Although Iím guessing many other people with T will feel differently about this, personally I never attempt to mask the tinnitus other than sometimes leaving a window open in summer so I can hear the noise outside. Masking it would reinforce the notion that it is a bad thing to be avoided. I totally understand preferring to listen to something more pleasant than tinnitus, but personally I'd find it a drag being dependant on an external noise to sleepÖ. I donít need to mask the sound of the radiators in my house in winter or, indeed, my noisy fridge, so why the T? Itís just another background noise, alongside lots of other background noise, which, because I have accepted it is there, doesnít grab my attention. A noise cannot harm you, the idea that you have a noise in your ears therefore it must be intolerable, the endless spiralling thoughts about will it, wonít it go, and the fury and rage when itís still there, can. They will cause you to constantly focus on the noise, lead to misery, and ultimately, when the anger has no place to go, anxiety and/or depression.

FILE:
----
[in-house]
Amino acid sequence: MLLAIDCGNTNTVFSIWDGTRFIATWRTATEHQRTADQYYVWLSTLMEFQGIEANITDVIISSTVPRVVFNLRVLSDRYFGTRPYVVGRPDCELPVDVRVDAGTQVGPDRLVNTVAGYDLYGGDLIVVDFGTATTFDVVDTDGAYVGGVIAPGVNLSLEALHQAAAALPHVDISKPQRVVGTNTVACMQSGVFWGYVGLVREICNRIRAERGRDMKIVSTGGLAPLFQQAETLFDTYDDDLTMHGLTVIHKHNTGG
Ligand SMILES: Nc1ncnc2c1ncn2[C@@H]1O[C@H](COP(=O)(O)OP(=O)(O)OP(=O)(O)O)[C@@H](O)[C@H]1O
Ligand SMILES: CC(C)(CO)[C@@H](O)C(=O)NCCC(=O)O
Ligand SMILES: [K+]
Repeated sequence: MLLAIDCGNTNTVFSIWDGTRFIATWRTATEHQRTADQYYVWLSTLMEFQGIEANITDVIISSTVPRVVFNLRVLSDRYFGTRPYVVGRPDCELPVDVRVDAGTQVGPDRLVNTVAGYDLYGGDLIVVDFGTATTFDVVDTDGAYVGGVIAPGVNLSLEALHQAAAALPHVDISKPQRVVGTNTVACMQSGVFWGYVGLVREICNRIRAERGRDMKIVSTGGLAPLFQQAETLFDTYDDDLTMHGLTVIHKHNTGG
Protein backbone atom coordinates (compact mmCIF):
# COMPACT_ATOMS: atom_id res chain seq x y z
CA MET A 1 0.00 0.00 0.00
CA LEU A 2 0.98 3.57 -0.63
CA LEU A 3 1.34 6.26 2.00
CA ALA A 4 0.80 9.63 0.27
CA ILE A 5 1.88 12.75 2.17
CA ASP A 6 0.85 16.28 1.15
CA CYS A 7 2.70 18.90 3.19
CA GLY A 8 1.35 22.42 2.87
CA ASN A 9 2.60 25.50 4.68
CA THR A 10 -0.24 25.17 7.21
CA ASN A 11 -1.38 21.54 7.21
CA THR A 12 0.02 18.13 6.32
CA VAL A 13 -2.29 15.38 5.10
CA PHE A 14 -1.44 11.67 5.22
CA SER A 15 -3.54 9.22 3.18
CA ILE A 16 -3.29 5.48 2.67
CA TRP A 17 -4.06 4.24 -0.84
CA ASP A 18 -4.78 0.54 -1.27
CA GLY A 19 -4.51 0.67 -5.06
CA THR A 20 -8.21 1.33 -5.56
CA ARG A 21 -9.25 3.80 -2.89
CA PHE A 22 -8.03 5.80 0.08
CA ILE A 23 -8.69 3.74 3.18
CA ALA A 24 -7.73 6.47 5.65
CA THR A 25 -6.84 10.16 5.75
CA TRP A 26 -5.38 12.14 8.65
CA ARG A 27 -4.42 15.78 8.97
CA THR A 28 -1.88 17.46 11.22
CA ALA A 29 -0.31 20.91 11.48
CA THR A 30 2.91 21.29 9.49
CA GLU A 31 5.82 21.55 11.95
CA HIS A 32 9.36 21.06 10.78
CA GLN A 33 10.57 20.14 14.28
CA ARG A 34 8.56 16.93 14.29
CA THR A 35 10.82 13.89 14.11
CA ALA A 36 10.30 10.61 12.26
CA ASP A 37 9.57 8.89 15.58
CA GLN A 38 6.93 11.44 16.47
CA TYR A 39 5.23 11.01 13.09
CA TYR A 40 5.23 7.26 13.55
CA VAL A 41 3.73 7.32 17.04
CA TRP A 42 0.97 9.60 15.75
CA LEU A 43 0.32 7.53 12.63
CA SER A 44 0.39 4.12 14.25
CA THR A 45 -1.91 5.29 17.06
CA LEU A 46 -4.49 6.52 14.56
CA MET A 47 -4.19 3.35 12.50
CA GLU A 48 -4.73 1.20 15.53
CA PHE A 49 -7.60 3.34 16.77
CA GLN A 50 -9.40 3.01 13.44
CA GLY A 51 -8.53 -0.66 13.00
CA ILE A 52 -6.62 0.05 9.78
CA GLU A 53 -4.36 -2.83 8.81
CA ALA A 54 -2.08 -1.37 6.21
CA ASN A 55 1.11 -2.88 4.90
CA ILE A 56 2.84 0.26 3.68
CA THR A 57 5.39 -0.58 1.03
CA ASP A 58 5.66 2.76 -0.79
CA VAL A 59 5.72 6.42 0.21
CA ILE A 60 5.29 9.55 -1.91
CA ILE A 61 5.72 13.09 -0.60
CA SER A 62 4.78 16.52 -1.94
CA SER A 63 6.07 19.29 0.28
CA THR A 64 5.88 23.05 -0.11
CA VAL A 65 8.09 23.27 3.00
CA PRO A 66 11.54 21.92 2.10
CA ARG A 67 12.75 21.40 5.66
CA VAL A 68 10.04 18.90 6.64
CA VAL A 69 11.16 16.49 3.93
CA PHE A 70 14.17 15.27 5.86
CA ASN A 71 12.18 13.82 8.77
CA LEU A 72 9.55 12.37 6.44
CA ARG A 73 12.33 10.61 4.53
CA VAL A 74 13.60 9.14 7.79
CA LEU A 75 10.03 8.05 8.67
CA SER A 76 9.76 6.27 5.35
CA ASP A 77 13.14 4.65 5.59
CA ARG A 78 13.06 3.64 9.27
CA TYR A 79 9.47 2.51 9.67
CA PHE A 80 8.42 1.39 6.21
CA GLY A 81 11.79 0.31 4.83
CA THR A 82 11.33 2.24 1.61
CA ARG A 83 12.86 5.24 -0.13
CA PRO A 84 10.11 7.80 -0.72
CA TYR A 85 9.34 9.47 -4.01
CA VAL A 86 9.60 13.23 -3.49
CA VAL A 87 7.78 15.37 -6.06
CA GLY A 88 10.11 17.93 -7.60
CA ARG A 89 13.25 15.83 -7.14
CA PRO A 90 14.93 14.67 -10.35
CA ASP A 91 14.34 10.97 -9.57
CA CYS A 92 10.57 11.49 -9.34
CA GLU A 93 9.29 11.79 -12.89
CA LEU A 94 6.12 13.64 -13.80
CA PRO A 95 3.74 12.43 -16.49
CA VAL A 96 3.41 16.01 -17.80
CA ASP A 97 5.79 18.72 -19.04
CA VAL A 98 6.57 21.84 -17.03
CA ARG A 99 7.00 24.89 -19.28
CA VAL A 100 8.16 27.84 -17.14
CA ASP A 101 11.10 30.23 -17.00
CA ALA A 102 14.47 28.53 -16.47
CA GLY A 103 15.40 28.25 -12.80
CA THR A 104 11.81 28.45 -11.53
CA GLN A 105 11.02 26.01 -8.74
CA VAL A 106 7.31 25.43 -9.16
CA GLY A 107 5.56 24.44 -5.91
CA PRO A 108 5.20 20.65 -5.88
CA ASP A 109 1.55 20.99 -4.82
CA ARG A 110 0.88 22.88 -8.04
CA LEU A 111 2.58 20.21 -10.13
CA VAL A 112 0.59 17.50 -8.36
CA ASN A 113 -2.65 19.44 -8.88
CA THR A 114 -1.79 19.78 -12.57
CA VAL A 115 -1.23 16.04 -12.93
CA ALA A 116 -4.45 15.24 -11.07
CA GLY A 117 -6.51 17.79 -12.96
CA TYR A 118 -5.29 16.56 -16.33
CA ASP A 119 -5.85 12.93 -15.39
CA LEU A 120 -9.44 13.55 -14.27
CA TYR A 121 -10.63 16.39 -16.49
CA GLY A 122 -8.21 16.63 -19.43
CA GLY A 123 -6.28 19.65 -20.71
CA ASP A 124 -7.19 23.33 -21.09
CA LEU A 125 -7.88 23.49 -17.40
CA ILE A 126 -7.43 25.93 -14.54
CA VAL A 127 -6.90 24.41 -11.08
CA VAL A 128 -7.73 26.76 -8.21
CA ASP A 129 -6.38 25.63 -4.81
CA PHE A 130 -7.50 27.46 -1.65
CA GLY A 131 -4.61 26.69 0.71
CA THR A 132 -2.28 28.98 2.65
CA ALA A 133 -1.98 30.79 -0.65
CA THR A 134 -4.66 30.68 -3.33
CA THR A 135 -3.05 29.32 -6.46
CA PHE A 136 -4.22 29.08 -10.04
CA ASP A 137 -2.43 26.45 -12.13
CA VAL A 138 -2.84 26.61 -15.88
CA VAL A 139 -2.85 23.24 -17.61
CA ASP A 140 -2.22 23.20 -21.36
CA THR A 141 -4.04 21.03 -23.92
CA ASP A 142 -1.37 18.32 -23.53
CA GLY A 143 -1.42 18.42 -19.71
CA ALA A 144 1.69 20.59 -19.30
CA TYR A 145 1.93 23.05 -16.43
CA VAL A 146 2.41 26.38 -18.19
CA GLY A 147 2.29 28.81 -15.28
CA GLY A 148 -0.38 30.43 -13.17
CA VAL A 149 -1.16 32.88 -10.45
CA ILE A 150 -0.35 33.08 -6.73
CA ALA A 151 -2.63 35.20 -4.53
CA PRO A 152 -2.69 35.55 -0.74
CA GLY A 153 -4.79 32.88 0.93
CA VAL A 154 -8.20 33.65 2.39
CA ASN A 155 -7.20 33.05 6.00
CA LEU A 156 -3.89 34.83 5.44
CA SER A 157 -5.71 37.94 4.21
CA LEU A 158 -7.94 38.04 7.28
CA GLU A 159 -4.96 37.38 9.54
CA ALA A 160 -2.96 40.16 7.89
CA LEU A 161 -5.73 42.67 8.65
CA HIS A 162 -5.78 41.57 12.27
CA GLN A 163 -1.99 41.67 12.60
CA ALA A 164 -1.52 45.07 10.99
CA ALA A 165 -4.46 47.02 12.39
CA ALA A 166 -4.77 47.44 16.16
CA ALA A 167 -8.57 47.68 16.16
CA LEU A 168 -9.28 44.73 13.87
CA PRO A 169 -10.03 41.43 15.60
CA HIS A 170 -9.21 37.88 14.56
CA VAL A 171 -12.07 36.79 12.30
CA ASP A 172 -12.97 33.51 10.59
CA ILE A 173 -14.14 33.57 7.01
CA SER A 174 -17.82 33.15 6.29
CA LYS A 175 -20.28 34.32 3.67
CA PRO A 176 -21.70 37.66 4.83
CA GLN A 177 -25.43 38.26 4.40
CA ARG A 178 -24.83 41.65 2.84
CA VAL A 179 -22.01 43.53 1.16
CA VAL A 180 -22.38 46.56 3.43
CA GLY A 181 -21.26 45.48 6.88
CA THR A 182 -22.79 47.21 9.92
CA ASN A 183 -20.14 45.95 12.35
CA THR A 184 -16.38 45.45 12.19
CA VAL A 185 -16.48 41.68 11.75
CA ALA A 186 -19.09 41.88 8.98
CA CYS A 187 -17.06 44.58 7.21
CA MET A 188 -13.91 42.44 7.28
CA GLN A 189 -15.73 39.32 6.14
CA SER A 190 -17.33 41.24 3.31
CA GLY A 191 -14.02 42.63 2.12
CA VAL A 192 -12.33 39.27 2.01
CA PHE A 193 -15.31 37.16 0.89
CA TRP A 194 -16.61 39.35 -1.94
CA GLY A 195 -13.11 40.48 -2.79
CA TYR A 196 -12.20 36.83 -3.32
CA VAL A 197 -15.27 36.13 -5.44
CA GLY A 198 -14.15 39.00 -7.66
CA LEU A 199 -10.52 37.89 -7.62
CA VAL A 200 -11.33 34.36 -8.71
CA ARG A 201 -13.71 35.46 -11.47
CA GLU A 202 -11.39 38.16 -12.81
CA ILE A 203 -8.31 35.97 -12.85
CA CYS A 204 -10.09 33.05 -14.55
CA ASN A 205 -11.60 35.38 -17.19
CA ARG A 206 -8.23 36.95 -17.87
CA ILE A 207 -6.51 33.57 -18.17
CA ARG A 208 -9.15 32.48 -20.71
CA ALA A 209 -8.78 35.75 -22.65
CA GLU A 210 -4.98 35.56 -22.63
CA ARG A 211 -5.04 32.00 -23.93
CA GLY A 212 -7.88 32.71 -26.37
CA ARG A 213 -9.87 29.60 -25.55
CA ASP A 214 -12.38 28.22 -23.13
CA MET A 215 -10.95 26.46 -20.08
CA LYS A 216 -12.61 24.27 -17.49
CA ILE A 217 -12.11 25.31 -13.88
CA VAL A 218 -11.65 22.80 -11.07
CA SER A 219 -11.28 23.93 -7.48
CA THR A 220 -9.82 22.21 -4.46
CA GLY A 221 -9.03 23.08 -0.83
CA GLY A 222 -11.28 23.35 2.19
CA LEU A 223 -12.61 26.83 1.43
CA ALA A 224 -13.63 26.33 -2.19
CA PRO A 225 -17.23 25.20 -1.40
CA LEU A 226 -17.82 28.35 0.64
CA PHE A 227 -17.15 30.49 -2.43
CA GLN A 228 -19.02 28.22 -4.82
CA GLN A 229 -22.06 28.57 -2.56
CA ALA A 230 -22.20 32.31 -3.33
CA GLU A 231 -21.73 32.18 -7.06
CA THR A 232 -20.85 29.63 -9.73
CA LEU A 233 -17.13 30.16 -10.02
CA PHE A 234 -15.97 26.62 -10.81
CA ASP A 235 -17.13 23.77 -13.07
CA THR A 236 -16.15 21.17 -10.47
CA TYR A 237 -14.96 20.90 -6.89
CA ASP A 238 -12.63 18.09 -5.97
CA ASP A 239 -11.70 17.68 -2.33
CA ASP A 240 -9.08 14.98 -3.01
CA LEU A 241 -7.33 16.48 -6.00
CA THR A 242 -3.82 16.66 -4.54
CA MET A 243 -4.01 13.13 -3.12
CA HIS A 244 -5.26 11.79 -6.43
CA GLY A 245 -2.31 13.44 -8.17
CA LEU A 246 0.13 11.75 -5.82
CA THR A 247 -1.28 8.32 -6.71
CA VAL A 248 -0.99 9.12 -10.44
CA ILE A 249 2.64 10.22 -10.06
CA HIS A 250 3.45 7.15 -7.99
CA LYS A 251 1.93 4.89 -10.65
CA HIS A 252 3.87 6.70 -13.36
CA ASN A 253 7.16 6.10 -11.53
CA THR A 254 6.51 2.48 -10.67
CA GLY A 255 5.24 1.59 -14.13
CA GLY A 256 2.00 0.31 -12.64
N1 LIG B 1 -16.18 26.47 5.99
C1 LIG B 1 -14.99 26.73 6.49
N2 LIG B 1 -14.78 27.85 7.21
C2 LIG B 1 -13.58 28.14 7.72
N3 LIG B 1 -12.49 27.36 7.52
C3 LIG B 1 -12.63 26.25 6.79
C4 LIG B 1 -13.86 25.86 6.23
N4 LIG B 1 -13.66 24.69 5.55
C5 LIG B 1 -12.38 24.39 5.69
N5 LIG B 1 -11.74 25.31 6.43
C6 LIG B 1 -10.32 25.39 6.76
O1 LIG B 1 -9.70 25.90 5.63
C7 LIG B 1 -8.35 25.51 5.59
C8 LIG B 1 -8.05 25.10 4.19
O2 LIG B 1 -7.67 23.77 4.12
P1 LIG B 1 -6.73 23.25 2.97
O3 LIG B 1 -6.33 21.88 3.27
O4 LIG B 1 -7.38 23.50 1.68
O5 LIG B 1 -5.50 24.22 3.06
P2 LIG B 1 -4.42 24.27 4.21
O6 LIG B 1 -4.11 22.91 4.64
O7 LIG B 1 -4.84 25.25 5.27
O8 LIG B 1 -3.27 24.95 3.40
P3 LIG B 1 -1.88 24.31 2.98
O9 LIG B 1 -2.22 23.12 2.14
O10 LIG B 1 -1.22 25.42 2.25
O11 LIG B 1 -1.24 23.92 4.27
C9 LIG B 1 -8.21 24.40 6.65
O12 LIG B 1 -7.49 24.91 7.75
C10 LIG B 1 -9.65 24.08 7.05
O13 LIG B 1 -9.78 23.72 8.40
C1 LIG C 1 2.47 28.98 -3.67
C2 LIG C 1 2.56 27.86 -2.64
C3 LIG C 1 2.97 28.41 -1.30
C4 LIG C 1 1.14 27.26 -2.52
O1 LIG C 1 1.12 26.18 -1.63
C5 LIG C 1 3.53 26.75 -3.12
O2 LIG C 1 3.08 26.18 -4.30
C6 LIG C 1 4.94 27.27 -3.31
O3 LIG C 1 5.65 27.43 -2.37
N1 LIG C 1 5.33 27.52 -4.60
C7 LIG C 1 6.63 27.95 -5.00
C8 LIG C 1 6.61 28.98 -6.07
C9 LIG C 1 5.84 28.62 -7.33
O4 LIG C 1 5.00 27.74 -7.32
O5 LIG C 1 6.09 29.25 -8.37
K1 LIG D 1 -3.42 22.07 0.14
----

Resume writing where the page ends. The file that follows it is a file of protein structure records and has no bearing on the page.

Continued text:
I know how difficult this is, if this had just happened to me I would be struggling with it. Iíve had over 20 yrs to learn how to manage tinnitus. I canít promise that thinking about tinnitus in this way will work for you, we are all different and it may be you will find a way of coping that suits you better. Please also understand I am not saying Ďyou ought to have accepted it, why arenít you coping,í this has happened so recently for you, you are still shocked and reeling, habituation takes time, and understanding from others as you go through what is a difficult process is critical. But I do believe you will not always feel as you do now.